I would favor legislation that would limit the number of days a campaign can consume, as well as the number of dollars that can be spent.
And possibly, a term in the House could be extended from two to four years.
Peter Hewitt is a former resident who retired to RiverMead with several other Dublin residents.
Update from Farmer John’s Plot
Farmer John’s Plot is just completing construction of its new farmstand this October. It will be operated on the honor system like its current outdoor stand, but will also give us the space to sell their own organic produce, eggs, pickles, and meats along with raw milk, breads, cheeses, meats and produce from other local farms. The store will be open 7 days a week, 8 am to 8 pm, 365 ¼ days a year.
The farmstand’s building, just north of Route 101 next to Audrey’s Restaurant on the road to Chesham and Harrsiville, is constructed using a variety of green building techniques including passive solar heating, rammed straw / clay insulation, and a living roof. The clay was dug from the ground on the farm and mixed with straw before being rammed between boards that were cut and milled on site at the farm. Check out their living roof (next summer) when it blooms with sedum!
Pastels on Exhibit by Maryann Mullett
If you missed the first-time solo exhibit of 35 pastel paintings by Maryann Mullett of Dublin of her life and surroundings in nature last summer in Jaffrey, you can now see them in Peterborough.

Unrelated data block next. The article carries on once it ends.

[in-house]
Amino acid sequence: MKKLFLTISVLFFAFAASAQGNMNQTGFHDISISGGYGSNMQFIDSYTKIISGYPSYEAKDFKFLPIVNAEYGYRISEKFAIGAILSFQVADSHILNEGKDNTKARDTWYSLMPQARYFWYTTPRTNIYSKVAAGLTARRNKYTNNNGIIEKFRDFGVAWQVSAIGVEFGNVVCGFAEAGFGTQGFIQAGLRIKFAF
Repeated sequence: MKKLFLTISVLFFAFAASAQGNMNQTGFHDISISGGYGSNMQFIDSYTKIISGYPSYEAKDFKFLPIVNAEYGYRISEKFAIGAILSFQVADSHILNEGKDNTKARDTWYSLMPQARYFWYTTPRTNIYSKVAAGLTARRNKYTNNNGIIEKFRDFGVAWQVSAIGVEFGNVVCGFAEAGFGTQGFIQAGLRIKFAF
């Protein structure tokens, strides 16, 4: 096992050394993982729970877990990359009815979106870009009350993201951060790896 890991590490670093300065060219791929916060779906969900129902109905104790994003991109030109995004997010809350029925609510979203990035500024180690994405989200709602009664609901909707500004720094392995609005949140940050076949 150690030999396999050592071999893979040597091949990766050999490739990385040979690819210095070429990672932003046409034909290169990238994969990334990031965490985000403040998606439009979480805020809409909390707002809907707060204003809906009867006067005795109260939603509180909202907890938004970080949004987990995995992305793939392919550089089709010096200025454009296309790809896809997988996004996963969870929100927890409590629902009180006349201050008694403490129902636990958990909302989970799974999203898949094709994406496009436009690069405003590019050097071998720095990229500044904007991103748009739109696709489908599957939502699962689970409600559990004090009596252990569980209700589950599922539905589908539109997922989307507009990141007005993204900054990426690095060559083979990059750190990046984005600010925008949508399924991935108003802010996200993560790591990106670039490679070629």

During October, Maryann is hanging 20 to 25 of her paintings in the Art Corner at the Peterborough Library. The hours at the Peterborough Library are from 10 am to 6 pm on Monday, Wednesday, Friday; from 10 am to 8 pm on Tuesday and Thursday; and on Saturdays from 10 am to 4 pm.
Maryann won honorable mention this year for her painting, “Fiddleheads,” when she exhibited at the Keene Art Walk. Her artwork was also displayed at the Hancock Library.
In November and December, Maryann will be exhibiting at The River Center “with many new pieces.” Watch the Advocate for the opening reception.
Fall Rummage Sale at the DCC
Rummage Sale: Friday, October 12th: 1-6 pm
Yard Sale & Rummage Sale: Saturday, October 13th: 10-1 pm
Time to think trees changing color, cool mornings, warm clothes and holidays! At the Dublin Community Church’s Fall Rummage Sale all those things can be found. Trees outside the church turning orange; Saturday morning yard sale with cool temperatures; sweaters, mittens, scarves, hats, winter coats and jackets, boots, warm sox, turtlenecks and flannel shirts.
Plus wonderful gift items in housewares and the Boutique. The yard sale is like opening a treasure chest! Anything can be found there. If you have questions, please call 563-7475.
Speakers at Rotary, Open to All
The Monadnock Rotary Club meets every Tuesday at 7:30 am at the Dublin Community Church. Please join us for breakfast.
On October 2, Jeff Oja of the Dublin Community Foundation will present. On the 9th of October, attendees will hear from Tracy Smith of Tracie’s Farm, a CSA. On the 23rd, Phil Gammons of the Baha’i Historical Society will speak. Speakers on the other two Tuesdays in October will be announced.